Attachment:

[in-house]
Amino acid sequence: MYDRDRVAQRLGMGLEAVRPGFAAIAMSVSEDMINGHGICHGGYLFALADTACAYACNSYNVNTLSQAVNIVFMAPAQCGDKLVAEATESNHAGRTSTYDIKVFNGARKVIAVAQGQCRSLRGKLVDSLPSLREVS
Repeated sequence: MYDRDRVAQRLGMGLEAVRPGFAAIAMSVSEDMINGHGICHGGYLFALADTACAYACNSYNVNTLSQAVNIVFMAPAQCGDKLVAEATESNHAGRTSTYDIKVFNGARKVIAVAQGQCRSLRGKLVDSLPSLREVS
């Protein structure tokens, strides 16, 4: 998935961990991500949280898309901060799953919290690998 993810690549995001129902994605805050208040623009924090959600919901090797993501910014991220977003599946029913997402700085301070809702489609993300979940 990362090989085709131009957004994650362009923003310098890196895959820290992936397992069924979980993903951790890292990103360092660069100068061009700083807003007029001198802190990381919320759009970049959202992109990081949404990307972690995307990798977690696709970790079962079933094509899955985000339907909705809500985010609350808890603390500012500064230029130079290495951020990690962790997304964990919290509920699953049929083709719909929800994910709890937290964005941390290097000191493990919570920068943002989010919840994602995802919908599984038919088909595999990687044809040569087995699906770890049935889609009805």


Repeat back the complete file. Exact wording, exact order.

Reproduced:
[in-house]
Amino acid sequence: MYDRDRVAQRLGMGLEAVRPGFAAIAMSVSEDMINGHGICHGGYLFALADTACAYACNSYNVNTLSQAVNIVFMAPAQCGDKLVAEATESNHAGRTSTYDIKVFNGARKVIAVAQGQCRSLRGKLVDSLPSLREVS
Repeated sequence: MYDRDRVAQRLGMGLEAVRPGFAAIAMSVSEDMINGHGICHGGYLFALADTACAYACNSYNVNTLSQAVNIVFMAPAQCGDKLVAEATESNHAGRTSTYDIKVFNGARKVIAVAQGQCRSLRGKLVDSLPSLREVS
């Protein structure tokens, strides 16, 4: 998935961990991500949280898309901060799953919290690998 993810690549995001129902994605805050208040623009924090959600919901090797993501910014991220977003599946029913997402700085301070809702489609993300979940 990362090989085709131009957004994650362009923003310098890196895959820290992936397992069924979980993903951790890292990103360092660069100068061009700083807003007029001198802190990381919320759009970049959202992109990081949404990307972690995307990798977690696709970790079962079933094509899955985000339907909705809500985010609350808890603390500012500064230029130079290495951020990690962790997304964990919290509920699953049929083709719909929800994910709890937290964005941390290097000191493990919570920068943002989010919840994602995802919908599984038919088909595999990687044809040569087995699906770890049935889609009805």